The Washington PostDemocracy Dies in Darkness

Opinion We’ll get less than half a loaf on gun control. We should take it.

Sen. Chris Murphy (D-Conn.) at a May 26 rally for gun control outside the U.S. Capitol. (Chip Somodevilla/Getty Images)
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If Congress and the president enact watered-down legislation that seems likely to have only a minimal effect on gun violence, does that count as progress? Shamefully but realistically: Yes.

The bipartisan group of senators trying to reach a compromise has reportedly ruled out all the common-sense measures that might meaningfully reduce carnage like we saw in Uvalde, Tex. No renewal of the assault weapons ban that expired in 2004. No raising of the minimum age to buy an assault rifle from 18 to 21. No universal background checks, including at gun shows and in private sales.

According to reports in The Post and other media outlets, the senators are focused instead on red-flag laws that would let authorities keep guns away from individuals deemed a threat to themselves or others — not necessarily a federal red-flag statute but perhaps carrot-and-stick incentives to encourage states to pass such measures. The senators are also said to be talking about putting more armed security officers in schools and increasing federal funding for mental health services.

That’s not quite as futile as trying to stop a rhinoceros with a flyswatter, but it’s close.

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I’m all for red-flag laws, which are already on the books in 19 states and D.C. A CBS News report Monday quoted Montgomery County, Md., Sheriff Darren Popkin as saying that his state’s red-flag law, used nearly 400 times last year, helped avert a specific threat to a Bethesda high school made by a student. “This is not a theoretical approach,” Popkin said.

Florida has issued nearly 9,000 “emergency risk protection” orders since enacting its red-flag law in 2018, after the Parkland school massacre. But New York, with a similar population and much tougher gun laws, issues only about 500 such orders to confiscate guns per year. The accused shooter in last month’s Buffalo massacre reportedly had shown warning signs of a potential spasm of violence. However, red-flag laws require not just that family members, friends, acquaintances and others pick up on those signs but also that they report their concerns — and that a judge be persuaded to sign a confiscation order.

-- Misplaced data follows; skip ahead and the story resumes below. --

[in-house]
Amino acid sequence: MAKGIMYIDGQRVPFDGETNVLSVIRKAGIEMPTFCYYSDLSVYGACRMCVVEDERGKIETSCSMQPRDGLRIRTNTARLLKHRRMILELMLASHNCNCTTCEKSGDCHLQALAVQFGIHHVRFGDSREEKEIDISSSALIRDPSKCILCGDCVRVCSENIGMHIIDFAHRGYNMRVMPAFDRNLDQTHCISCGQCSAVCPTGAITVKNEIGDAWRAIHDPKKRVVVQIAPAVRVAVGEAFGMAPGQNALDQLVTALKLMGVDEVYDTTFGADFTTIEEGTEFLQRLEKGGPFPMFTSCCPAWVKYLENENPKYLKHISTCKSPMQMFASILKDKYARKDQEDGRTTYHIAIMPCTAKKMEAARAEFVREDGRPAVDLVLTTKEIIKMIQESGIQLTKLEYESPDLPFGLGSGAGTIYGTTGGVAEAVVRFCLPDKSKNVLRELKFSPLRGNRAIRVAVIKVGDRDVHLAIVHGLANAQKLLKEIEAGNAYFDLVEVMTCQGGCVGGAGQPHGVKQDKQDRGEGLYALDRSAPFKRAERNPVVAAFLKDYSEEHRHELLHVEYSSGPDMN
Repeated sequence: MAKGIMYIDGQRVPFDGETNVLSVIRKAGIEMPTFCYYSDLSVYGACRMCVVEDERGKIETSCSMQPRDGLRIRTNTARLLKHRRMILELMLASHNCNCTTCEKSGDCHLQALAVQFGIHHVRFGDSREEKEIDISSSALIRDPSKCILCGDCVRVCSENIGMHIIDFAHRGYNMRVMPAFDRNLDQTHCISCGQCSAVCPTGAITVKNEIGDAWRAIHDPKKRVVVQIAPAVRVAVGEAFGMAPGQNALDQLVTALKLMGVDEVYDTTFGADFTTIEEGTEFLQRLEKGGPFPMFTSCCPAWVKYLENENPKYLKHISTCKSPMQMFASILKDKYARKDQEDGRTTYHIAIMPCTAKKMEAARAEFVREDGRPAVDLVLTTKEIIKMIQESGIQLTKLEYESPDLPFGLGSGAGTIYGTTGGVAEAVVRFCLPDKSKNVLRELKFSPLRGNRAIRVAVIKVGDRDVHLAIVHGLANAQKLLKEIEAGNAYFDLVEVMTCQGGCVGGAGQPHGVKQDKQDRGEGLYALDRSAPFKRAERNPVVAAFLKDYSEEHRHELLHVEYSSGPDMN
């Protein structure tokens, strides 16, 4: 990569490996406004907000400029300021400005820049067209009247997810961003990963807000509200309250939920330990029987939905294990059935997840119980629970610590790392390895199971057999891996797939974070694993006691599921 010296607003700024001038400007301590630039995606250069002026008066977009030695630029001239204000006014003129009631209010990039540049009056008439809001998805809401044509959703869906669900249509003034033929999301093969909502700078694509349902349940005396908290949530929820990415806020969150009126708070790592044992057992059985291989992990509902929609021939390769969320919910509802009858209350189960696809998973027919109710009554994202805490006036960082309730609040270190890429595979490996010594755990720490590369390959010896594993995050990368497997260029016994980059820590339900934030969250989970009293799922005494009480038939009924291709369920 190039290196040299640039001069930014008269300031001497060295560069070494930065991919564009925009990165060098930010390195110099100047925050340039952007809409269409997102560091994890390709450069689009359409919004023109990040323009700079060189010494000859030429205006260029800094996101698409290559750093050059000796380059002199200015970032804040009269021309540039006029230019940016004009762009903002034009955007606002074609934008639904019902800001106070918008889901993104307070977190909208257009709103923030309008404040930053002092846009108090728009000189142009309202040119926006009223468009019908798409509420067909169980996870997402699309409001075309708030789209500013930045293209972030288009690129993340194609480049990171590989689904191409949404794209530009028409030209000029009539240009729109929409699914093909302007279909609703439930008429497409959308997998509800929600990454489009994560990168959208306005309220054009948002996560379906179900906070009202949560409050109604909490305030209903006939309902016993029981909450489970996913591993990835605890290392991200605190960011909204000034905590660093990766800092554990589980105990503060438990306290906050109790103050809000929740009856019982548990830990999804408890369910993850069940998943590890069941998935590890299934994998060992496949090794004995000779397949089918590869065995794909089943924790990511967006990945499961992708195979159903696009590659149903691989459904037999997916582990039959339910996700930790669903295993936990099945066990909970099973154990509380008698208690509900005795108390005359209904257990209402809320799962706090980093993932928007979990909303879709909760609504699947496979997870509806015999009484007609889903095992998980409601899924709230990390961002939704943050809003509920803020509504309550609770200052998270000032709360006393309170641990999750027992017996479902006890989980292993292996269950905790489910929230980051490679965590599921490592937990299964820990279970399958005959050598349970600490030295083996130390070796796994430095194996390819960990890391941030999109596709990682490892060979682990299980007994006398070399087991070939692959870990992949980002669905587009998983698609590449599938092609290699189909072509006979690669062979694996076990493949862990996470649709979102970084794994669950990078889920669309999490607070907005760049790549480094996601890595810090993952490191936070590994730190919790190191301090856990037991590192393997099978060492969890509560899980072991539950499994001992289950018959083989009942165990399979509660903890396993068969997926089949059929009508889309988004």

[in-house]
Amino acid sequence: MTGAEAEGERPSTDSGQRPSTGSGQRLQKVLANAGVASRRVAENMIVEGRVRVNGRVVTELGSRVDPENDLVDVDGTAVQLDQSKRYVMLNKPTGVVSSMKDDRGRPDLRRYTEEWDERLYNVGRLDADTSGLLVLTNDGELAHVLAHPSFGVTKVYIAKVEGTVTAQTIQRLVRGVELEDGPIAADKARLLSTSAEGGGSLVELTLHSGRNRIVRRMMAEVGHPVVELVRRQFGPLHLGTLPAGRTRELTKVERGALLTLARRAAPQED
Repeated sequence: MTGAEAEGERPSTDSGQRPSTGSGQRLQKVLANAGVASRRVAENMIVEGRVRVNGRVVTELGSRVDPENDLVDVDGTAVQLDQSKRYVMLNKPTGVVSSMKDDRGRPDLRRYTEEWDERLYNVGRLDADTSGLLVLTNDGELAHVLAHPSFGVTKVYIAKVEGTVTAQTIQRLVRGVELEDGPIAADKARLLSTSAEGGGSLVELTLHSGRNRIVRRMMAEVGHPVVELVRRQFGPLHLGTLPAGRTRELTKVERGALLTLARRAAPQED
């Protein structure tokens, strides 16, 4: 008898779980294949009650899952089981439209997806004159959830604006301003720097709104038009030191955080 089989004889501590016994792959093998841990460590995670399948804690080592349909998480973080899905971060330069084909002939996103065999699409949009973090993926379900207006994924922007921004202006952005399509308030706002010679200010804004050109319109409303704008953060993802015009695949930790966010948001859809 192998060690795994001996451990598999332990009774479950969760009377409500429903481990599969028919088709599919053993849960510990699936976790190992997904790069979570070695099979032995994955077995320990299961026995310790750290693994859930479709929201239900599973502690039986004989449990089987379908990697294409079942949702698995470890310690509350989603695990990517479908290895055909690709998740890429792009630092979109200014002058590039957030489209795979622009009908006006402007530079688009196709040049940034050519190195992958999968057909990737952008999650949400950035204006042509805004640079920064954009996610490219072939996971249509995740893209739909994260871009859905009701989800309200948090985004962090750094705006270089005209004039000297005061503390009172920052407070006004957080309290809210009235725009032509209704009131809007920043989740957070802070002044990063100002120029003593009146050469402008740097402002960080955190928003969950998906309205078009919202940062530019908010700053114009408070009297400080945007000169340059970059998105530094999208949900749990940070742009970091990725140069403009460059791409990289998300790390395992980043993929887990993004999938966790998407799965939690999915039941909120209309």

If all states had such laws and enforced them aggressively, some lives would surely be saved. But warning signs often are recognized as such only in retrospect. Is a teenage boy who starts dressing in all black and listening to Marilyn Manson in crisis? Or just going through a goth phase?

Likewise, I’m all for spending money to make mental health services more widely available. But only a small fraction of individuals diagnosed with a mental disorder commit acts of violence, and overtaxed mental health professionals are not clairvoyant. Mental health screening and treatment would likely prevent some potential mass shooters from becoming so detached from reality that they act out apocalyptic fantasies or so depressed they enact mass shootings as a form of suicide. But how many?

As for beefing up school security, no one can oppose doing everything possible to make school buildings safe spaces. But would an armed security officer have stopped the massacre in Uvalde? Nineteen trained police officers in body armor didn’t have the wherewithal to do so. And any society that chooses to turn schools into bunkers and playgrounds into prison yards rather than stopping gun violence at the source needs to take a long, hard look in the mirror.

That said, if Senate negotiators come up with anything along these lines that 10 Republican senators will vote for — and that’s a big if — Congress should go ahead and approve it.

This isn’t a case of half a loaf being better than none; we’re likely to get a couple of slices, at best. And I believe Sen. Chris Murphy (D-Conn.), who has fought so tirelessly for so many years to get meaningful action on gun violence, is being overly optimistic when he predicts Republicans will somehow realize they can be on the righteous side of this issue and still survive in today’s GOP.

The reality is that they can’t — at least, not on the national level. For the time being, any truly meaningful action on gun violence will probably have to happen in the states. Florida got more serious about preventing mass shootings after Parkland. Texas officials and legislators need to be held accountable after Uvalde.

Since so many firearms used in jurisdictions with tough gun-control laws are obtained in states with lax controls, we need comprehensive national legislation. I’m convinced that will happen someday. I shudder to think how many more victims have to die before that day comes.

For now, the only choice is doing something inadequate vs. doing nothing at all. We might as well try the former. We know the latter doesn’t work.